This post was written in 2011, and contains spoilers.
Novel by Christos Tsiolkas, series directed by Tony Ayres, Robert Connolly, Jessica Hobbs, and Matt Saville.
There are plenty of unpleasant moments in The Slap, both the novel by Christos Tsiolkas and the TV series produced by Matchbox Pictures. The moment that stands out most in my mind is when Gary – an alcoholic – tells his wife who has come to bring him home from the pub that “I just want to get so drunk I forget you and that kid even exist.” All of the characters in Tsiolkas’ story are deeply flawed. Many criticisms of The Slap have centred on how unlikeable the characters are, and after reading the novel I was inclined to agree with this view. There seemed to be nothing to sympathise with, and no one to root for. I wanted all of these people to go away, to stop being so weak, so violent, and so angry. Not only did I actively dislike many of the characters, I also found the dialogue stiff, and the writing generally lacking in uniqueness or poetry. The story itself is a clever linking of characters, and a fairly broad and honest look at Melbourne society. But it reads a bit too much like a soap opera, and much of it felt, to me, unnecessarily crass and violent – especially the descriptions of sex.
While watching the TV series, however (The Slap aired in Australia on ABC 1) I began to see the characters differently. They were still flawed, but now they were more recognisable. And while there was still no one in particular to root for, I found it hard to actively vote against anybody, either. The question at the heart of the show is not only whether or not a man should have slapped a child, but also whether or not any of the characters should make any of the choices they do. And there is no easy answer. All the characters are wrong in many ways, but they are also right. The child shouldn’t have been slapped, but neither should the parents have let the child misbehave so outrageously.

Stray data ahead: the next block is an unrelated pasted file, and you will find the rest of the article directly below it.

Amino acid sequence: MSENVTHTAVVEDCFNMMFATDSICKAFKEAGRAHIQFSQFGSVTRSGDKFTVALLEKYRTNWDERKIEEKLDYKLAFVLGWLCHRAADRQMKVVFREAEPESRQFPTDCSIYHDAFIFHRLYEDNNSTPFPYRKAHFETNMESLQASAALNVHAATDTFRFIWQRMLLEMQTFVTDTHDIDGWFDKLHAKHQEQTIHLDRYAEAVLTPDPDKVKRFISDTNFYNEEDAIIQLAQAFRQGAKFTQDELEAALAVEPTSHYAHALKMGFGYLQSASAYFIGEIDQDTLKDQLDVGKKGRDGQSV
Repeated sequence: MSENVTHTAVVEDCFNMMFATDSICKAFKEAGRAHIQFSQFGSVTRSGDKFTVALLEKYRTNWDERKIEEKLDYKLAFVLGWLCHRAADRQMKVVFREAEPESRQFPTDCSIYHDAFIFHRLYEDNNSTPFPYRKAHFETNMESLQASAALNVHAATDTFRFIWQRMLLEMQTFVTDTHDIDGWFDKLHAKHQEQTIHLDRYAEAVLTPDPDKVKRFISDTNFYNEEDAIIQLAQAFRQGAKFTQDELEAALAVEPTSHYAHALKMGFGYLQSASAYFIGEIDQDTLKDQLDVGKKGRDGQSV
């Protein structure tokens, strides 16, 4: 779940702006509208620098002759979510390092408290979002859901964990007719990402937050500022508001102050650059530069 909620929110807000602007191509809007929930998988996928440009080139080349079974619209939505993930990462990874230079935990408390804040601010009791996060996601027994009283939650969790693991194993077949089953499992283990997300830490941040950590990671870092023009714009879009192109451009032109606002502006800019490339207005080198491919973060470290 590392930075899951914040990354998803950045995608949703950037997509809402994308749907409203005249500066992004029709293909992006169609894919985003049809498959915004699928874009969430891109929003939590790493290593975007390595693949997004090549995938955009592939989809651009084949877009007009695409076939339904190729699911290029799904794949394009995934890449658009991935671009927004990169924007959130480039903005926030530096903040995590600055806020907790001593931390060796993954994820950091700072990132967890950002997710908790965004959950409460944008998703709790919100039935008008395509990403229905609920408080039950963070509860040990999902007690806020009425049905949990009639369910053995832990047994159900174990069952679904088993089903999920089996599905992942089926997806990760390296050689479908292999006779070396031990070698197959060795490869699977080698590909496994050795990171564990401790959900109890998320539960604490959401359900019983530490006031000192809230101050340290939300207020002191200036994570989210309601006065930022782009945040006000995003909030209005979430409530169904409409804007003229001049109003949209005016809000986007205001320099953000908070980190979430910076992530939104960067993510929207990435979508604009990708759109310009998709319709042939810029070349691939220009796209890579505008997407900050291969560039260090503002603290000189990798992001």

Tsiolkas commented that when writing The Slap he wanted to show a side of Melbourne that wasn’t the Anglo-Saxon-centric world of Neighbours. He has certainly succeeded in that regard. The Slap is gritty, uncomfortable and multicultural (and not in an idyllic look-how-well-we-deal-with-our-differences kind of way). Maybe the reason I felt more connected to the TV series than the novel was because I recognised so many of the settings – from the St. Kilda boulevard to Aisha’s vet clinic. I had been to these places, lived a life against these same backdrops. And suddenly the characters became more familiar, too. I saw parts of people I know in each main character, and parts of myself as well. The Slap has done – though in a completely different style – what Chris Lilley did earlier in the year with Angry Boys. Both series present Australia in a way that makes us uncomfortable enough to confront the issues, but not so depressed by them that we cannot act to change. Both series deal with the major problems with modern Australian society – racism, violence, alcoholism – and make sure we know that we are part of them. But there is also hope. Just as there are unpleasant moments in The Slap there are also beautiful ones – for example at the very end of the series (and the novel), when eighteen-year-old Richie recovers from a suicide attempt and finally accepts his sexuality. All is not lost, The Slap seems to say. And while the characters may often make the wrong choices, they are still brave enough to make them at all. Tsiolkas is encouraging us to move on – perhaps hinting that it is only through making mistakes that we can learn.
The Slap premiered in Australia on ABC 1 in October, 2011.